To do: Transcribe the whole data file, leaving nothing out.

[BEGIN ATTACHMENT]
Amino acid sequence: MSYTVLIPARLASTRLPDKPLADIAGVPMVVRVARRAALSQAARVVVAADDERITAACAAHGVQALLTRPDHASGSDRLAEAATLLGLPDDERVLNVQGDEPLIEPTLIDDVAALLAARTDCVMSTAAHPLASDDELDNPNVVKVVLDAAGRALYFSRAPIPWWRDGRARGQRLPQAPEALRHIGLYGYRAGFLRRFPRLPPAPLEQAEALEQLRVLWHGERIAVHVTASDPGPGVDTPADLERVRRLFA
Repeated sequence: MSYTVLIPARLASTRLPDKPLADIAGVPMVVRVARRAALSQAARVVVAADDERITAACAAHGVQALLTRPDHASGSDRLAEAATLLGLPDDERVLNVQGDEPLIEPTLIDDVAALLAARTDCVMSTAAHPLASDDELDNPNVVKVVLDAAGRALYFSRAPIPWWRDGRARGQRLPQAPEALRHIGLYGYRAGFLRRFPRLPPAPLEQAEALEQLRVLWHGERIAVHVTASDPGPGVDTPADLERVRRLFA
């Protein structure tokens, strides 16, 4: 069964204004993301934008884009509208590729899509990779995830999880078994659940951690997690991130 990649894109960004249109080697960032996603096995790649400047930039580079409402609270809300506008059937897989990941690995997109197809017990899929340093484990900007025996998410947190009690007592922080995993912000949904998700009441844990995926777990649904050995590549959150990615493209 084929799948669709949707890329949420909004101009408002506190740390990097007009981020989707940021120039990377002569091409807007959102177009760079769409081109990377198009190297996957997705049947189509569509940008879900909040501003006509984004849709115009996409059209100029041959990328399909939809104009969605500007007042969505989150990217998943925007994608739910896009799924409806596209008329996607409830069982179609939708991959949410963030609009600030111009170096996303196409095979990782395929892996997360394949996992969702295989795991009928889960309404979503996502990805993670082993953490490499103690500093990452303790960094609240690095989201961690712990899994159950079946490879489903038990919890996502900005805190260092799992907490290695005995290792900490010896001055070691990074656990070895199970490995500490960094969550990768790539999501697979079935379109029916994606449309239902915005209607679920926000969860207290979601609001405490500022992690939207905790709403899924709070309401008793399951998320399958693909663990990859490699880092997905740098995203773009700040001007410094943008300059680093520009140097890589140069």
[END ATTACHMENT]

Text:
Amino acid sequence: MSYTVLIPARLASTRLPDKPLADIAGVPMVVRVARRAALSQAARVVVAADDERITAACAAHGVQALLTRPDHASGSDRLAEAATLLGLPDDERVLNVQGDEPLIEPTLIDDVAALLAARTDCVMSTAAHPLASDDELDNPNVVKVVLDAAGRALYFSRAPIPWWRDGRARGQRLPQAPEALRHIGLYGYRAGFLRRFPRLPPAPLEQAEALEQLRVLWHGERIAVHVTASDPGPGVDTPADLERVRRLFA
Repeated sequence: MSYTVLIPARLASTRLPDKPLADIAGVPMVVRVARRAALSQAARVVVAADDERITAACAAHGVQALLTRPDHASGSDRLAEAATLLGLPDDERVLNVQGDEPLIEPTLIDDVAALLAARTDCVMSTAAHPLASDDELDNPNVVKVVLDAAGRALYFSRAPIPWWRDGRARGQRLPQAPEALRHIGLYGYRAGFLRRFPRLPPAPLEQAEALEQLRVLWHGERIAVHVTASDPGPGVDTPADLERVRRLFA
């Protein structure tokens, strides 16, 4: 069964204004993301934008884009509208590729899509990779995830999880078994659940951690997690991130 990649894109960004249109080697960032996603096995790649400047930039580079409402609270809300506008059937897989990941690995997109197809017990899929340093484990900007025996998410947190009690007592922080995993912000949904998700009441844990995926777990649904050995590549959150990615493209 084929799948669709949707890329949420909004101009408002506190740390990097007009981020989707940021120039990377002569091409807007959102177009760079769409081109990377198009190297996957997705049947189509569509940008879900909040501003006509984004849709115009996409059209100029041959990328399909939809104009969605500007007042969505989150990217998943925007994608739910896009799924409806596209008329996607409830069982179609939708991959949410963030609009600030111009170096996303196409095979990782395929892996997360394949996992969702295989795991009928889960309404979503996502990805993670082993953490490499103690500093990452303790960094609240690095989201961690712990899994159950079946490879489903038990919890996502900005805190260092799992907490290695005995290792900490010896001055070691990074656990070895199970490995500490960094969550990768790539999501697979079935379109029916994606449309239902915005209607679920926000969860207290979601609001405490500022992690939207905790709403899924709070309401008793399951998320399958693909663990990859490699880092997905740098995203773009700040001007410094943008300059680093520009140097890589140069």